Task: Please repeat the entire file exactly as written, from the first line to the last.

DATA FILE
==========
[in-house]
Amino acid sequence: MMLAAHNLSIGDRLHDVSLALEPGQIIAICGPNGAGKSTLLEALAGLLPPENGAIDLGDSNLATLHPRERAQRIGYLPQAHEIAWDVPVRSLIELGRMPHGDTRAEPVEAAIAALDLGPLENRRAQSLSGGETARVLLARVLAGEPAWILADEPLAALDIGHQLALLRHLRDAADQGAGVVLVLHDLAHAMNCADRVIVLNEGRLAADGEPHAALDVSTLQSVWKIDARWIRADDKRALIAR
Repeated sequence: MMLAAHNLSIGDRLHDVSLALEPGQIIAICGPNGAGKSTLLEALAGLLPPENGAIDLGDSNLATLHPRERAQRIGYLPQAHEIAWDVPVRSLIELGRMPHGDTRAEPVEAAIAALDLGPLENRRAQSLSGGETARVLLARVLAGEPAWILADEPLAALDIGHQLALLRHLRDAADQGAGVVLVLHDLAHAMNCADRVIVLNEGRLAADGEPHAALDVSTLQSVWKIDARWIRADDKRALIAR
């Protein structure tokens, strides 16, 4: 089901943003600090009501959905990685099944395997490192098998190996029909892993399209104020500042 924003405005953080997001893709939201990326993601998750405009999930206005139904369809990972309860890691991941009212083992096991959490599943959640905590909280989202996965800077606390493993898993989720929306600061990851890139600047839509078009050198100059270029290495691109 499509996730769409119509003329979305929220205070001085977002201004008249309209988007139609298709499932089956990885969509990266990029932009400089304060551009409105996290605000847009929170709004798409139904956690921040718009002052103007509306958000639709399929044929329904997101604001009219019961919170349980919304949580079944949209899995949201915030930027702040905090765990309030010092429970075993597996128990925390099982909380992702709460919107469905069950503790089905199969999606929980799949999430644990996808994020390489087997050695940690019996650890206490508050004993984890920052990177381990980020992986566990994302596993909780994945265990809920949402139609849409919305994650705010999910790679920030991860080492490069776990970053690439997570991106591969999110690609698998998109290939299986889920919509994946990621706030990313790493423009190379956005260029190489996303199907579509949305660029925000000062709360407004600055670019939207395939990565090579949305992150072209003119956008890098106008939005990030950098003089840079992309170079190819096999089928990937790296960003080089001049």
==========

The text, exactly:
[in-house]
Amino acid sequence: MMLAAHNLSIGDRLHDVSLALEPGQIIAICGPNGAGKSTLLEALAGLLPPENGAIDLGDSNLATLHPRERAQRIGYLPQAHEIAWDVPVRSLIELGRMPHGDTRAEPVEAAIAALDLGPLENRRAQSLSGGETARVLLARVLAGEPAWILADEPLAALDIGHQLALLRHLRDAADQGAGVVLVLHDLAHAMNCADRVIVLNEGRLAADGEPHAALDVSTLQSVWKIDARWIRADDKRALIAR
Repeated sequence: MMLAAHNLSIGDRLHDVSLALEPGQIIAICGPNGAGKSTLLEALAGLLPPENGAIDLGDSNLATLHPRERAQRIGYLPQAHEIAWDVPVRSLIELGRMPHGDTRAEPVEAAIAALDLGPLENRRAQSLSGGETARVLLARVLAGEPAWILADEPLAALDIGHQLALLRHLRDAADQGAGVVLVLHDLAHAMNCADRVIVLNEGRLAADGEPHAALDVSTLQSVWKIDARWIRADDKRALIAR
């Protein structure tokens, strides 16, 4: 089901943003600090009501959905990685099944395997490192098998190996029909892993399209104020500042 924003405005953080997001893709939201990326993601998750405009999930206005139904369809990972309860890691991941009212083992096991959490599943959640905590909280989202996965800077606390493993898993989720929306600061990851890139600047839509078009050198100059270029290495691109 499509996730769409119509003329979305929220205070001085977002201004008249309209988007139609298709499932089956990885969509990266990029932009400089304060551009409105996290605000847009929170709004798409139904956690921040718009002052103007509306958000639709399929044929329904997101604001009219019961919170349980919304949580079944949209899995949201915030930027702040905090765990309030010092429970075993597996128990925390099982909380992702709460919107469905069950503790089905199969999606929980799949999430644990996808994020390489087997050695940690019996650890206490508050004993984890920052990177381990980020992986566990994302596993909780994945265990809920949402139609849409919305994650705010999910790679920030991860080492490069776990970053690439997570991106591969999110690609698998998109290939299986889920919509994946990621706030990313790493423009190379956005260029190489996303199907579509949305660029925000000062709360407004600055670019939207395939990565090579949305992150072209003119956008890098106008939005990030950098003089840079992309170079190819096999089928990937790296960003080089001049």